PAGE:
In the Israeli-occupied Gaza Strip, the first riots of the Palestinian intifada, or "shaking off" in Arabic, begin one day after an Israeli truck crashed into a station wagon carrying Palestinian workers in the Jabalya refugee district of Gaza, killing four and wounding 10. Gaza Palestinians saw the incident as a deliberate act of retaliation against the killing of a Jew in Gaza several days before, and on December 9 they took to the streets in protest, burning tires and throwing rocks and Molotov cocktails at Israeli police and troops. At Jabalya, an Israeli army patrol car fired on Palestinian attackers, killing a 17-year-old and wounding 16 others. The next day, crack Israeli paratroopers were sent into Gaza to quell the violence, and riots spread to the Israeli-occupied West Bank.
December 9 marked the formal beginning of the intifada, but demonstrations, small-scale riots, and violence directed against Israelis had been steadily escalating for months. The year 1987 marked the 20-year anniversary of the Israeli conquest of the Gaza Strip and the West Bank, the formerly Egyptian- and Jordanian-controlled lands that the Palestinians called home. After the Six Day War of 1967, Israel set up military administrations in the occupied territories and permanently annexed East Jerusalem in the West Bank. With the support of the Israeli government, Israeli settlers moved into the occupied territories, seizing Arab land. By December 1987, 2,200 armed Jewish settlers occupied 40 percent of the Gaza Strip, while 650,000 impoverished Palestinians were crowded into the other 60 percent, making the Palestinian portion of the tiny Gaza Strip one of the most densely populated areas on earth.
In December 1987, despair by the Palestinians over their plight exploded in the intifada. The grassroots uprising soon came under the control of Palestinian leaders who formed the Unified National Command of the Uprising, which had ties to the Palestine Liberation Organization (PLO). Although images of young refugee-camp Palestinians throwing rocks at Israeli troops dominated television reports of the intifada, the movement was widespread across Palestinian society. Affluent Palestinians and women's groups joined militant groups in strikes, boycotts, and other sophisticated tactics in their effort to win Palestinian self-rule.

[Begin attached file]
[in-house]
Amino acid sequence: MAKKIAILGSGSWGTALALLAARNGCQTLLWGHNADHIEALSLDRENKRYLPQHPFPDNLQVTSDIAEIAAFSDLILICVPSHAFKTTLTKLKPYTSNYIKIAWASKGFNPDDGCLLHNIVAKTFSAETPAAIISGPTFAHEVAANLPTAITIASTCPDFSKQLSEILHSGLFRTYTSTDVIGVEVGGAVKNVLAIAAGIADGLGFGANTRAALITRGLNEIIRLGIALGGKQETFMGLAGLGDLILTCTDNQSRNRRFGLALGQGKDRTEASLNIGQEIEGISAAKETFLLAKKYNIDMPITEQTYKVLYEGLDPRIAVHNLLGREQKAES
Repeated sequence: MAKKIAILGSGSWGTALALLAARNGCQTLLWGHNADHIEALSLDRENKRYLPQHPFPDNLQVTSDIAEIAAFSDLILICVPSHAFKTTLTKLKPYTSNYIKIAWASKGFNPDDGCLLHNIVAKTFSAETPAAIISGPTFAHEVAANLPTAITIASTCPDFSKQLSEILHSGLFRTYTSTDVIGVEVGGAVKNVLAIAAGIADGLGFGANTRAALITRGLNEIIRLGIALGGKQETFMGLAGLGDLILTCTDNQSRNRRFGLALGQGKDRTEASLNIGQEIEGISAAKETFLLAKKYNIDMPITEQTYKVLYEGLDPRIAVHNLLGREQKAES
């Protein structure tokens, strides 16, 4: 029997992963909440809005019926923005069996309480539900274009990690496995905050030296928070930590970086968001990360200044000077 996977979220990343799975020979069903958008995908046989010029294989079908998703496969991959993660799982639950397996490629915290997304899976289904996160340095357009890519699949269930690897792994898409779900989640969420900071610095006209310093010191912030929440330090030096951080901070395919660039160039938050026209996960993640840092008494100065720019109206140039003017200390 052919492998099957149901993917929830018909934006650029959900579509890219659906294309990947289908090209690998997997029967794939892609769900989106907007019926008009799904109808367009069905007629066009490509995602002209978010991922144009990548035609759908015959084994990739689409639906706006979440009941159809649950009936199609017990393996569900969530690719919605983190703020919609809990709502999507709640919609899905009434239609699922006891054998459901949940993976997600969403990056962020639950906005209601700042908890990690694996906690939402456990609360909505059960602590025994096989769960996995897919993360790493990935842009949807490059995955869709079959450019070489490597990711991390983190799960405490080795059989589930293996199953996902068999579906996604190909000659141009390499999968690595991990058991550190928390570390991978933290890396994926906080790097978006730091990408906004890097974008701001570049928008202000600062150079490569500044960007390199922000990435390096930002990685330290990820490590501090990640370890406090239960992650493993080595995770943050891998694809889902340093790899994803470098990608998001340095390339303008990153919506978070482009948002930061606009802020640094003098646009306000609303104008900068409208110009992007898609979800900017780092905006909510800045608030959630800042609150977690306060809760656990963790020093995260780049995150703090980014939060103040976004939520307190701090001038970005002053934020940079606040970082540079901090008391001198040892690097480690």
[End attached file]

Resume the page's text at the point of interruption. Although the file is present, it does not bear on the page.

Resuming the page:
In July 1988, Jordan's King Hussein renounced all administrative responsibility for the West Bank, thereby strengthening the Palestinian influence there. In November 1988, the PLO voted to proclaim the establishment of an independent Palestinian state. Meanwhile, the intifada raged on, and by its first anniversary more than 300 Palestinians had been killed, more than 11,000 had been wounded, and many more were arrested.
In the final weeks of 1988, PLO leader Yasser Arafat surprised the world by denouncing terrorism, recognizing the State of Israel's right to exist, and authorizing the beginning of "land-for-peace" negotiations with Israel. In 1992, Labor Party leader Yitzhak Rabin became Israeli prime minister and vowed to move quickly on the peace process. He froze new Israeli settlements in the occupied territory, and the intifada was called off after five years.
In 1993, secret Israeli-Palestinian negotiations in Oslo, Norway, resulted in the signing of the historic Declaration of Principles on Interim Self-Government Arrangements in Washington, D.C., on September 13. The accord called for the withdrawal of Israeli troops from the Gaza Strip and the West Bank town of Jericho and the establishment of a Palestinian government that would eventually be granted authority over much of the West Bank.
Despite attempts by extremists on both sides to sabotage the peace process with violence, the Israelis completed their withdrawal from the Gaza Strip and Jericho in May 1994. In July, Arafat entered Jericho amid much Palestinian jubilation and set up his government--the Palestinian Authority. In 1994, Arafat, Israeli Prime Minister Yitzhak Rabin, and Israeli Foreign Minister Shimon Peres were jointly awarded the Nobel Peace Prize for their efforts at reconciliation.
In 1995, Rabin was assassinated by a Jewish extremist at a peace rally in Tel Aviv, and the Israeli-Palestinian peace process stalled under his successors: Shimon Peres, Benjamin Netanyahu, and Ehud Barak. In September 2000, the worst violence since the end of the intifada erupted between Israelis and Palestinians after rightist Likud Party leader Ariel Sharon visited the Temple Mount, a religious site in Jerusalem of great importance to both Jews and Muslims, the latter of whom control it. Seeking a strong leader to suppress the bloodshed, Israelis elected Sharon prime minister in February 2001. After suffering a stroke, he was replaced by his deputy, Ehud Olmert, in April 2006. A permanent cease-fire and return to the peace process remain elusive.